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Trust me, this is a book you are going to want to keep, as I read a book I take notes, and the more notes I take, the better the book is, and this book is in the top five of the notes I have taken, it is chock-filled with essential observations about how to solve the chicken egg problem, with lots of case studies and lots of details from numerous companies. It's an essential book for anyone who is starting a company.
The author is clearly an insider and knows these companies from the inside as well, and you are not going to find much information in this book from other sources, for that reason. Several of the things that he has talked about I have done Google searches for, and come up completely empty, so if you believe that information is gold, as I do, that means that to not read this book is to be giving up lots of pieces of gold.
Do yourself a favor, get this book, start reading it, and after you'll have learned a valuable lesson about how essential it is to ignore negative reviews and just try things out yourself.
Among the many things I liked about the book is it’s structure that matches the “stages of the cold start framework” (Figure 8 on page 44 of the hardcover edition). The stories (“case studies” as we call them in enterprise software sales) are well written, short and easy to read.
I read the first half of the book diligently, taking notes, highlighting, re-reading sections etc. I read the second half a lot faster and skimmed quite a few sections.
Strange as this may sound, one of the best parts about the book is in the “acknowledgments” section (last “chapter”) where Andrew gives credit to everyone that helped him write and produce the book. One realizes that it takes a village to raise a child, produce a book, close a deal etc.
One final note: my standard for a truly amazing book is “is it worth reading a second
time?”. My favorite books (eg., “Thinking Fast and Slow” by Kahneman, “Ascent of Money” by Niall Ferguson, “The Future of Money” by Prasad, “Naked Economics” and “Naked Money” by Wheelan, “Basic Economics” by Sowell … these come to mind) are ones that I’ve read multiple times. Does “The Cold Start .. “ make that list ?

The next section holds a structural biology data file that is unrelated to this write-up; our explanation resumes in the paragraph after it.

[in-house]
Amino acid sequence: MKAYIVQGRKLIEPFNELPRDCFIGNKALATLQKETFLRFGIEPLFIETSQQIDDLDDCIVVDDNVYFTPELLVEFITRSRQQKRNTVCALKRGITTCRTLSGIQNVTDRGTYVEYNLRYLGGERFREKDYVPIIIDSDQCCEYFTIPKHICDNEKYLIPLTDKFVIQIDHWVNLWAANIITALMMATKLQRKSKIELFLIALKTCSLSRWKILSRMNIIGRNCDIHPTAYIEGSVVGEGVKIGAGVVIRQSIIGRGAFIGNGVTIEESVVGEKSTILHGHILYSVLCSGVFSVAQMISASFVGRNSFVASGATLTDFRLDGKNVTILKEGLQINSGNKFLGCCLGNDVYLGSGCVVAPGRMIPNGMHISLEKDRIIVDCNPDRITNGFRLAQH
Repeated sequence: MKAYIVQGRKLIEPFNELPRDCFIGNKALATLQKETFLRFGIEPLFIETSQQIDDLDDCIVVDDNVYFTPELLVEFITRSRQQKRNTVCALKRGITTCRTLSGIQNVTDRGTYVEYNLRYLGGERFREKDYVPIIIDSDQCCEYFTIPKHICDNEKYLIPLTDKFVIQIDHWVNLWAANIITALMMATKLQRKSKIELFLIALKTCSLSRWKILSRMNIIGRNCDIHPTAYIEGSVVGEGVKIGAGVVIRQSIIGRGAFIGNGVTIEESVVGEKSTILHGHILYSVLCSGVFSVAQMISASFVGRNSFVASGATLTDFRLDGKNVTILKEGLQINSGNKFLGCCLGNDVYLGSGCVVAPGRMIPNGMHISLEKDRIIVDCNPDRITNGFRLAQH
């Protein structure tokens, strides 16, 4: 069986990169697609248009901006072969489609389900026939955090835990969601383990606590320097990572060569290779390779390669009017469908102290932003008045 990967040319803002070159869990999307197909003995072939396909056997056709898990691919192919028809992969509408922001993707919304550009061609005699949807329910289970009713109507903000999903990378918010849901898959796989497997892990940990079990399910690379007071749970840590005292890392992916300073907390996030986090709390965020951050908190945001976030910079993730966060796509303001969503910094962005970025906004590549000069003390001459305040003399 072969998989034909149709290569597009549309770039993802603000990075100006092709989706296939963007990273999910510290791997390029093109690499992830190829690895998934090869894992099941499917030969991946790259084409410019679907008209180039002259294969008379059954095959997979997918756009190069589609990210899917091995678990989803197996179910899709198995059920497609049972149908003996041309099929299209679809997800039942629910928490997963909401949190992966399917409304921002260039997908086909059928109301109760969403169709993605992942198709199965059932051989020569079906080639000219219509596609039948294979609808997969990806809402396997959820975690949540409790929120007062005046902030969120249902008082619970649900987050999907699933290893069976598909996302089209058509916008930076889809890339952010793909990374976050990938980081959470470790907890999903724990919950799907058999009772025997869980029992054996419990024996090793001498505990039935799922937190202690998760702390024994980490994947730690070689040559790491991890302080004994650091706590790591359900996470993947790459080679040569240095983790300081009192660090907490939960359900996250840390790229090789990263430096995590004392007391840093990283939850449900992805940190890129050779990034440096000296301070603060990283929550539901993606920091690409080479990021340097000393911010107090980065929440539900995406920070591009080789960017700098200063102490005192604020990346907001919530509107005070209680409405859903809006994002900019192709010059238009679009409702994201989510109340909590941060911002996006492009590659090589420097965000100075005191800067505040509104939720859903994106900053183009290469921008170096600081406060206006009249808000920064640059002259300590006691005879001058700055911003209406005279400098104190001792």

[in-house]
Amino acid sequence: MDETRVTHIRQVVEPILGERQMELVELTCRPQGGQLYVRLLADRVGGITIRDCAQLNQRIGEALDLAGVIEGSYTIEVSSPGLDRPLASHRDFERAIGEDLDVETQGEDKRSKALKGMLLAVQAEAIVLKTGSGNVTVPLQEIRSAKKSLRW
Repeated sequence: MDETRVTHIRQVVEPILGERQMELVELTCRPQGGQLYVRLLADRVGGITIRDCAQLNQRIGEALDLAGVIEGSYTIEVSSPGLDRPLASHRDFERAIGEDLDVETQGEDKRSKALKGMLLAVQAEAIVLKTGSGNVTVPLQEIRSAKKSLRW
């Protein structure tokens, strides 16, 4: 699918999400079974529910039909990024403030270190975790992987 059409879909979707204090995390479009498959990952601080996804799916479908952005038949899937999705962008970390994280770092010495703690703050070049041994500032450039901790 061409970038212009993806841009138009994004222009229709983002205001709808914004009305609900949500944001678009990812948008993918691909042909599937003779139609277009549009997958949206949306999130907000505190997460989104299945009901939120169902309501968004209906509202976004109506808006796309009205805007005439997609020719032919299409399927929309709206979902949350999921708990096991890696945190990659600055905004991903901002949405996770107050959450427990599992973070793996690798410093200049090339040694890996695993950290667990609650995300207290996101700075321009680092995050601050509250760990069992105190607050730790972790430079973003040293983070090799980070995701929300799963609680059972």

…. The answer is “no”, and the main reason is that the topic is a little dry and unrelated to my core love of economics, finance, neuroscience and lately geopolitics…
However, I recommend every tech marketeer read this book.
Awesome job Andrew Chen !
So I was pleasantly surprised to read about a fresh theory on network products that I have not encountered anywhere else. Andrew Chen devises new concepts like "networks of networks" to explain different phenomenons and strategies that he has observed across the industry. It's a riveting read recommended for anyone in tech.
Top reviews from other countries
The accounts ring true from personal experience and the structure has proved useful to articulate the network methodology to others.
I haven't gone out of my way to recommend that others read the book, but the parts I would suggest are:
1) the first section setting out the model.
2) how to delineate network effects into acquisition, engagement, growth phases - because people say do say "network effects" all the time without actually qualifying them. This imprecision leads to poor product strategy.
3) the horror story chapter of what went wrong at Google Plus.
Andrew, thank you for the great work. It would be great to meet you one day.
Last 3 units though come into their own. The Ceiling esp is a really good collection.
It's an exhaustive read but still leaves much in theory and takeaways uncovered. Look forward to Edition 2.